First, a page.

Monday, September 02, 2002
Well, since Max
linked to me for my UK pop extravaganza experience, I figured I should give some details about a day that saw Dan, my friends Susan and Su-Ann, and me languishing in the heat (yes, heat!) for several hours on a Sunday afternoon, waiting to hear the Sugababes (and Darius, Atomic Kitten, & Hear'Say) at Party In The Park
I'll excerpt freely from my e-mail to Max, but here are the highlights: (1) Oxonians really enjoy kicking empty cola bottles and food trays onto my nice German wool picnic blanket, (2) hiring a decent sound person is always a good idea, especially when ostensibly important bands are playing... you see, early on in the concert, some soft-core porn star-turned singer got on stage to sing a song about being in love with a kitty, hit a very screechy high note, and blew half the speakers in the stadium. This took 2 hours to put right, during which time Lemonscent and Sarah Whatmore debuted their new singles, both of which sounded suspiciously like the Banana Splits theme filtered through a white noise machine. Simon Cowell says, 'it's fantastic'. (3) Hear'Say was a no-show because Danny and Noel are both 'too ill to perform' (read: in the throes of putting to sleep a band that should have been visited by Dr. Kervorkian in January), (4) Blazin' Squad's flaccid cover of "Crossroads" (yes, the Bone Thugs 'N Harmony song) makes me wonder how a bunch of pasty white children from suburban London can get away with singing about drive-by shootings. Essex in the hizzouse. (5) Darius was wonderful, though. He sang "Colourblind" and proved himself to be a genuine nice guy by asking three of the screaming pre-teens up on stage to 'give a kiss'. (Although disturbingly, he did ask one of them if this were her first threeway...yipes), (6) Sugababes were excellent, as expected. They sang "Round Round", "Freak Like Me", and a song I've since identified as "Supernatural", which might well be their next UK single. Short set, but I think it was worth the wait, especially since seeing most young British pop bands is a lot like seeing the Pope-- you're not too likely to get another chance.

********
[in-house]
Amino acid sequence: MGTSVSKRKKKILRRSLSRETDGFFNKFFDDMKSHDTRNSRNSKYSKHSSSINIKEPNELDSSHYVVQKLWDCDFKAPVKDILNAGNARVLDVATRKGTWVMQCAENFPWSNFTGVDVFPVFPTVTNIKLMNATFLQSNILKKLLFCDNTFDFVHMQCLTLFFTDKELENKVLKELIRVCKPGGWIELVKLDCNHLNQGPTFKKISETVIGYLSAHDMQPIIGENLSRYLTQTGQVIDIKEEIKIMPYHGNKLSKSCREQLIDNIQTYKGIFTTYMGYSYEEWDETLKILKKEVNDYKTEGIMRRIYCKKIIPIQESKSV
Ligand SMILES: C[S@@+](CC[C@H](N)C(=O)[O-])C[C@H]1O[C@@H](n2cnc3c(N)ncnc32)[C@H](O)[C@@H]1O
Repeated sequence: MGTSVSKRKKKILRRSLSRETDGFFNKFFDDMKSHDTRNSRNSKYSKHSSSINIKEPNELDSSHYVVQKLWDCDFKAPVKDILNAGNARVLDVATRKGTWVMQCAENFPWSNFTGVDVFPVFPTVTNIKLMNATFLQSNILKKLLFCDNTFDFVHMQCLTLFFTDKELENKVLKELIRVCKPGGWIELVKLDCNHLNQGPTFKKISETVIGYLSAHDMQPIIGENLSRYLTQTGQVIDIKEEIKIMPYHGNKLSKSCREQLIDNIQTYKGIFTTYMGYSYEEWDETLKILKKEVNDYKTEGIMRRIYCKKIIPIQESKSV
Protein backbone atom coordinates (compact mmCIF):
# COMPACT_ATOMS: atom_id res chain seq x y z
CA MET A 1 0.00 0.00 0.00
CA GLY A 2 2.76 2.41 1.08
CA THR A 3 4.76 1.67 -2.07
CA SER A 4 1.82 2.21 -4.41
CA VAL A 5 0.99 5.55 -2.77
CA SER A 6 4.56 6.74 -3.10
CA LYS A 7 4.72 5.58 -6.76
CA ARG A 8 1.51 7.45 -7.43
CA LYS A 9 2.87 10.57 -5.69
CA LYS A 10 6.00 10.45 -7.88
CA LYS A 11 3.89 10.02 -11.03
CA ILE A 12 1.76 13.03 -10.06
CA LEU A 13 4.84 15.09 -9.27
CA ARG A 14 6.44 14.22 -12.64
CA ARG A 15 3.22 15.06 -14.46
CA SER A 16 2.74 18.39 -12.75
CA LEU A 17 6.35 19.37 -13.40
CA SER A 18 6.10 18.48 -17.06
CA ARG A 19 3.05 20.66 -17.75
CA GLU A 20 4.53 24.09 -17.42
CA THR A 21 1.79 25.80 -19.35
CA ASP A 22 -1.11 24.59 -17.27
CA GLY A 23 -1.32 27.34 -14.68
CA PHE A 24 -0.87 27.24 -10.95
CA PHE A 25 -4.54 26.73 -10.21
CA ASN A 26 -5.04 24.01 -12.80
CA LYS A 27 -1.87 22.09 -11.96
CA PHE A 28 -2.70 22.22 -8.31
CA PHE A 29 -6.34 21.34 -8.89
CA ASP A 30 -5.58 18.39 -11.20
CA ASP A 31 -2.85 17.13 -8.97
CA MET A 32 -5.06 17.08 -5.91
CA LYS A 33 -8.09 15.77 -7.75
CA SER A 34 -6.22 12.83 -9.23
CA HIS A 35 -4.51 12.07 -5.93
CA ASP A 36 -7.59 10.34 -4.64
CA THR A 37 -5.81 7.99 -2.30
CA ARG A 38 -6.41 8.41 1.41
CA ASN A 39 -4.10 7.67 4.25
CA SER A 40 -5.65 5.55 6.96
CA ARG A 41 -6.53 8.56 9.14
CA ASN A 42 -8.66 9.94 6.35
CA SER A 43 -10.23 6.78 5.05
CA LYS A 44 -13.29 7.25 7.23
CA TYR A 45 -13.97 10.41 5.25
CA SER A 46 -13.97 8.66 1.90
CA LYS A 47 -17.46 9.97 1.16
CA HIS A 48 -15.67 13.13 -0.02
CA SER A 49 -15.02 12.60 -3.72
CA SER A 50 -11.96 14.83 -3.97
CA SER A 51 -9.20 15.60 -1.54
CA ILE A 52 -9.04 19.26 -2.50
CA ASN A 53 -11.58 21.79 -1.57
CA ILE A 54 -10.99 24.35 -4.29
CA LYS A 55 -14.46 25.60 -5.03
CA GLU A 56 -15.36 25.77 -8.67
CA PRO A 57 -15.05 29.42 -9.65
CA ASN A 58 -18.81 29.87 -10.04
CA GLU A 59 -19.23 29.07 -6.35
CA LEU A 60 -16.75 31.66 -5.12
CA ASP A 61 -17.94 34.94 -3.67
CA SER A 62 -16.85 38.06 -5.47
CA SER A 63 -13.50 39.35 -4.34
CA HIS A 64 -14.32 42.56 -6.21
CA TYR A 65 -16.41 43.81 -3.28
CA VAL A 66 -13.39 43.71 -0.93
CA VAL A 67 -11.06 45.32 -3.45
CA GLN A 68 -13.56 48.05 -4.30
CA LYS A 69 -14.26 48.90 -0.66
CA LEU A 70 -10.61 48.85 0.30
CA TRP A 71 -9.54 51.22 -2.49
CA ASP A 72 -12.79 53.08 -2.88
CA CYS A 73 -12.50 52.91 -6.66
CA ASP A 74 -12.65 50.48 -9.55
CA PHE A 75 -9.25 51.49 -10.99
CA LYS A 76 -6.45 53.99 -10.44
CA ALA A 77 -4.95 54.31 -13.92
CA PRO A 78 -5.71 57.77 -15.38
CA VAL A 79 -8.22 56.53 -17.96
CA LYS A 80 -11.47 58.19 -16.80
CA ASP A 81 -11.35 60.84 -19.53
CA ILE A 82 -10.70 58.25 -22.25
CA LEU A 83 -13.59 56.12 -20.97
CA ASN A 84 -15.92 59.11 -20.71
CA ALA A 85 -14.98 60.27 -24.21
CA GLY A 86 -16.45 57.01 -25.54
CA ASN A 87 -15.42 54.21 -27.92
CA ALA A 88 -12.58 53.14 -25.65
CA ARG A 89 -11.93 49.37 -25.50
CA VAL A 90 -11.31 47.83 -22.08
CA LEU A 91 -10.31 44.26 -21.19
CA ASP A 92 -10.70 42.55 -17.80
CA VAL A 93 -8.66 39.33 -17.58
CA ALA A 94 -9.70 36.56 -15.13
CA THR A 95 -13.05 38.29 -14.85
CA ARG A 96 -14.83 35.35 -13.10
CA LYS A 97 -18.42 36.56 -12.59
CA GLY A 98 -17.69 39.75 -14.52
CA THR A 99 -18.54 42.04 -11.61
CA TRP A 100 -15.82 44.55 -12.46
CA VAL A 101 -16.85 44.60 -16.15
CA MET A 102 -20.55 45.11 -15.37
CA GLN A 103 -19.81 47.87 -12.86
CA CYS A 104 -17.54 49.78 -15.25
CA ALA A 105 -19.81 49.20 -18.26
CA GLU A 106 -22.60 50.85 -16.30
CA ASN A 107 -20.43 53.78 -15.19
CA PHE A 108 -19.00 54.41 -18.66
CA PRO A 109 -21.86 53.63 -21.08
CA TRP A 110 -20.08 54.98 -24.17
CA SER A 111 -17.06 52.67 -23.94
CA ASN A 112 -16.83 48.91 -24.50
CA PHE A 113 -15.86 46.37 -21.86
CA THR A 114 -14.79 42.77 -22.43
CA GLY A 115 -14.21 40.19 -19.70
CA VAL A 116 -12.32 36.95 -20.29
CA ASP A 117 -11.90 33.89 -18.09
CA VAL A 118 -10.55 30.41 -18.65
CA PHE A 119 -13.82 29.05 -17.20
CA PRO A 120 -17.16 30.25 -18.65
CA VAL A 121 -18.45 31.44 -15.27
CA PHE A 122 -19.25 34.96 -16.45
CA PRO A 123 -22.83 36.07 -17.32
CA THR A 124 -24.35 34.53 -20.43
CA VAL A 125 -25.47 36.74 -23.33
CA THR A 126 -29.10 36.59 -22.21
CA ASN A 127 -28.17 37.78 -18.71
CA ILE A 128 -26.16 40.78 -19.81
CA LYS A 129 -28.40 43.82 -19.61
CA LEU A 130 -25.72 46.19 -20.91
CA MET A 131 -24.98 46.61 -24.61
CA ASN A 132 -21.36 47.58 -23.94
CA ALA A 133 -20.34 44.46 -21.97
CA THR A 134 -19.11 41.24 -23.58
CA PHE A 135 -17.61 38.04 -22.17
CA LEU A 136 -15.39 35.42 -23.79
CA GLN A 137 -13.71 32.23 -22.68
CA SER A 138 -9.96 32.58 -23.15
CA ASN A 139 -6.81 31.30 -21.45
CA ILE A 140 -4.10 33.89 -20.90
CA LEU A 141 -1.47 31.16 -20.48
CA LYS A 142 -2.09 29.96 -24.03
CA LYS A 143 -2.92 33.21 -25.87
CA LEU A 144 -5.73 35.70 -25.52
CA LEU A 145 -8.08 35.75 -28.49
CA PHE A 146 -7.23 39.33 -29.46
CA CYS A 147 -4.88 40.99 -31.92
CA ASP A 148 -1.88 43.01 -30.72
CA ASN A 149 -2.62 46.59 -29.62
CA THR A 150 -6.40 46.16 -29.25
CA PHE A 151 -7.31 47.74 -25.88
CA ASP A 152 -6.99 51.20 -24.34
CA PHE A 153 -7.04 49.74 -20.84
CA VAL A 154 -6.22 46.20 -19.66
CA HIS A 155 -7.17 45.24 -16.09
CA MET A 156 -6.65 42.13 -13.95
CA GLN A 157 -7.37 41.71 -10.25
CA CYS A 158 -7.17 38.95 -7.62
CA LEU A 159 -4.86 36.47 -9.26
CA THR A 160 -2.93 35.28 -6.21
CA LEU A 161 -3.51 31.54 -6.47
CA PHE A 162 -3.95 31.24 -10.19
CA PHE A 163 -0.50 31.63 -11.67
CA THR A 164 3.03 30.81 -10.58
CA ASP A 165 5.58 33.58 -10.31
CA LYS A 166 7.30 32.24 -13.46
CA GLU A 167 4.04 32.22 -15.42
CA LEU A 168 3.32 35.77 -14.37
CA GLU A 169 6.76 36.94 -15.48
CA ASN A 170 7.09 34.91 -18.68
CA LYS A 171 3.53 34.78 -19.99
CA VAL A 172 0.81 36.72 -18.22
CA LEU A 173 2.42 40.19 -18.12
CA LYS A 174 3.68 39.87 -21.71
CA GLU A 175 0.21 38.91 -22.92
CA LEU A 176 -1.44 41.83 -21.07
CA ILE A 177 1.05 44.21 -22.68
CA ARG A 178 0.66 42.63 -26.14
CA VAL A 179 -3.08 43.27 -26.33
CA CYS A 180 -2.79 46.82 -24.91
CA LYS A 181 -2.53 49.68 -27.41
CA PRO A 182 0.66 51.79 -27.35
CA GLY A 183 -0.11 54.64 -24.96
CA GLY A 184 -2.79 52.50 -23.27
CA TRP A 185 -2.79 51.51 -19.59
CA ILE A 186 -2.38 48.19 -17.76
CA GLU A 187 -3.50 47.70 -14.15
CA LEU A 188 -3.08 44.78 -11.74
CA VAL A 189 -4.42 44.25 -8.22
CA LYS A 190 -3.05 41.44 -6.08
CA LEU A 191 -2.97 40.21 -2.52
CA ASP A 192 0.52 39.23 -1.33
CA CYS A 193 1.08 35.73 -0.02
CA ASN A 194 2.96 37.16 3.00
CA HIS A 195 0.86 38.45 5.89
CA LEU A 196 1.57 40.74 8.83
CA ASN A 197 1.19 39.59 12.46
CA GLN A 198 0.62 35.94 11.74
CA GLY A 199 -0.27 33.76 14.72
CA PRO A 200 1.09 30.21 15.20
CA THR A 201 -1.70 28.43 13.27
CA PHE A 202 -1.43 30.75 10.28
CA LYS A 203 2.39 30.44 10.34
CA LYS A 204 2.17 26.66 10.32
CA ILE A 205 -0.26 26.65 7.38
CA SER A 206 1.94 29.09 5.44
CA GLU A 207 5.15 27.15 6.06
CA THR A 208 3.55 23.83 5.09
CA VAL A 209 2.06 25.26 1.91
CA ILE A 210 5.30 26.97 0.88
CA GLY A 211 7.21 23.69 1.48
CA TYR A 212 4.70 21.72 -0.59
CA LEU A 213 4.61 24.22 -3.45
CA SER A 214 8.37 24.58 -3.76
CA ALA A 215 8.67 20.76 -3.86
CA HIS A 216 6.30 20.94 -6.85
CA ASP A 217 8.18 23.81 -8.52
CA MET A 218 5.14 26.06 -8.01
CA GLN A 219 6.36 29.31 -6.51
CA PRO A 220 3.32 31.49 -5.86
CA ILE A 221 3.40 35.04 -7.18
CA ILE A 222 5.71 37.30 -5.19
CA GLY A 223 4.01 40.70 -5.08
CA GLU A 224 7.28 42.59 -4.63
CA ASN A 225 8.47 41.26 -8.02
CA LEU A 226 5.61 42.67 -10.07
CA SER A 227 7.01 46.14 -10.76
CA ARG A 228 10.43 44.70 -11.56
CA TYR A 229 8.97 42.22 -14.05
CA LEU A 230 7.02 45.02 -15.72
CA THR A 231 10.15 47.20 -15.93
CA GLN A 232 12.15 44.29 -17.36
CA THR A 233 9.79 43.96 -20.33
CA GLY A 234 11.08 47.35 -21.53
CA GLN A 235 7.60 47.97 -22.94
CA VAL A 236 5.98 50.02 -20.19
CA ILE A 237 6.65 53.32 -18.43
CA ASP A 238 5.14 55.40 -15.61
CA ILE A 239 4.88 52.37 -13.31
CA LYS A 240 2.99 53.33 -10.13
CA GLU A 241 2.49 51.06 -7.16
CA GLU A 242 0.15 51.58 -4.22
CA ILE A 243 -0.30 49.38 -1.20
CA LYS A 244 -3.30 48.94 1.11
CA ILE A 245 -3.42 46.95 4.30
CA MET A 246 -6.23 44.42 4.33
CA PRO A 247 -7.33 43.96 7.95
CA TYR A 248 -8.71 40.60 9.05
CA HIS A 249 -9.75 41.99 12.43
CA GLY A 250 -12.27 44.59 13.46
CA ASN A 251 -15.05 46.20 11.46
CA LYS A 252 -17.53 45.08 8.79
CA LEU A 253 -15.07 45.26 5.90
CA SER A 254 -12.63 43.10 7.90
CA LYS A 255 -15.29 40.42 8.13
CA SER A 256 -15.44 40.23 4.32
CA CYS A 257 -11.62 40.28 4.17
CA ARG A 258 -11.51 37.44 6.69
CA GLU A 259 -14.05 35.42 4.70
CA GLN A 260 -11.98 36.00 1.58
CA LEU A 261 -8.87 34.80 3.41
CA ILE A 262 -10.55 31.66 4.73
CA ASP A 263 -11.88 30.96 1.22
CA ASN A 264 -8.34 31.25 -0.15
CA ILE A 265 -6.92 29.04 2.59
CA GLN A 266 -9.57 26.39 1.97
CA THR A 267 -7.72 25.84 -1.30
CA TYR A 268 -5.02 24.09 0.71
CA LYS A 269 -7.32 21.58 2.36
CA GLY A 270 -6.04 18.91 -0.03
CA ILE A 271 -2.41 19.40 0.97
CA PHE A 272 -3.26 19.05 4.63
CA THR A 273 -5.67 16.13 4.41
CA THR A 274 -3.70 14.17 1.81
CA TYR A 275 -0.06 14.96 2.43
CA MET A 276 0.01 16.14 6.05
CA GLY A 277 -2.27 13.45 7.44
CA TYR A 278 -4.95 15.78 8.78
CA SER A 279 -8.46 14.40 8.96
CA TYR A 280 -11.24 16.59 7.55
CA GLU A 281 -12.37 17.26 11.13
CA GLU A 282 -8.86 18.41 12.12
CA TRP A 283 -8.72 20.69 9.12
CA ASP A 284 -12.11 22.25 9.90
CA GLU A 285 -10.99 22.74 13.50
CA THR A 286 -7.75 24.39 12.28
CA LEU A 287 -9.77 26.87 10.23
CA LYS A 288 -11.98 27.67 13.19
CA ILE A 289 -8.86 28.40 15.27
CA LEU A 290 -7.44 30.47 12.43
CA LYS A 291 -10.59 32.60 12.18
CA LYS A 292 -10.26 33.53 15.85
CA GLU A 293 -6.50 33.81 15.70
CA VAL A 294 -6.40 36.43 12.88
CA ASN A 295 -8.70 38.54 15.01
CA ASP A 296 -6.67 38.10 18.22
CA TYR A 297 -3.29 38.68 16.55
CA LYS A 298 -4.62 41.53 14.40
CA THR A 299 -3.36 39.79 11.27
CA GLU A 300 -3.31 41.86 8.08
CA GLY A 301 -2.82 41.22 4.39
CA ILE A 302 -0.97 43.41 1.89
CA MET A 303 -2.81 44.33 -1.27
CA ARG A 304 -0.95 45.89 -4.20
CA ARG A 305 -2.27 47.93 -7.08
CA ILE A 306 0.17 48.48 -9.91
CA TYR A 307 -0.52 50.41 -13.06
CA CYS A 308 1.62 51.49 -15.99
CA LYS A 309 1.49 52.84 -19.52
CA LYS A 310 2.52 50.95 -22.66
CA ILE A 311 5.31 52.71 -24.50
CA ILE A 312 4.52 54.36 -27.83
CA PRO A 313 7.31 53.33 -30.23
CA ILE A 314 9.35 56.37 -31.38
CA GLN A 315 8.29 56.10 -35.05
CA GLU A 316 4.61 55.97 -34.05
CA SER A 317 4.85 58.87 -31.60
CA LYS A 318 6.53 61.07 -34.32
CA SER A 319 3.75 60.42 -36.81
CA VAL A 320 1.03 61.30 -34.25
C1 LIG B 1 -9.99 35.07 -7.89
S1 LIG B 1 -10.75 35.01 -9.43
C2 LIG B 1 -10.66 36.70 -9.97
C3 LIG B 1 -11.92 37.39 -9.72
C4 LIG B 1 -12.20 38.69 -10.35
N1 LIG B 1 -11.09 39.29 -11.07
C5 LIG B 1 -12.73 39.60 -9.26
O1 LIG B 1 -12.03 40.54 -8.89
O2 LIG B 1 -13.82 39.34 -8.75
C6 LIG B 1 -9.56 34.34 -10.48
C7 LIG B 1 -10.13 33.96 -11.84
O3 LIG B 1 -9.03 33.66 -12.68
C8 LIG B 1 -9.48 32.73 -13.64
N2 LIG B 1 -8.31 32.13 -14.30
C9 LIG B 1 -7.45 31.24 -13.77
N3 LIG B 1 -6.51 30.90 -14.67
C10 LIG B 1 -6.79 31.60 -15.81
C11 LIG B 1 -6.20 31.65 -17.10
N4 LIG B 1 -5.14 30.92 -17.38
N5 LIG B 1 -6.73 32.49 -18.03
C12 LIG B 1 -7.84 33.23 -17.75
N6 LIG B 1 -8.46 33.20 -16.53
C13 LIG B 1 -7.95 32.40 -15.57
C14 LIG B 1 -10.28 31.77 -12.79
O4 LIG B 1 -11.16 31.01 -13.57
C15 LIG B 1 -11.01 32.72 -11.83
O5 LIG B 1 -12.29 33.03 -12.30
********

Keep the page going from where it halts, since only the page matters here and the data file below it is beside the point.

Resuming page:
Yes, yes. OK. I should have remembered Chekhov's (by-way-of Shaw, thank you Dan) adage that if you put a gun on the table, you'd better be prepared to use it. And in mentioning the Malta pictures, I evidently set a pistol down somewhere... so here's one of my favourite photos-- one Dan took of Gillieru Harbor with me blocking the view. The best thing about this photo is that it was taken after a long, 45-minute walk out to a cliff, where we sat and talked about books and England, throwing little stones off the side. It's one of my nicest memories of 2002 (so far).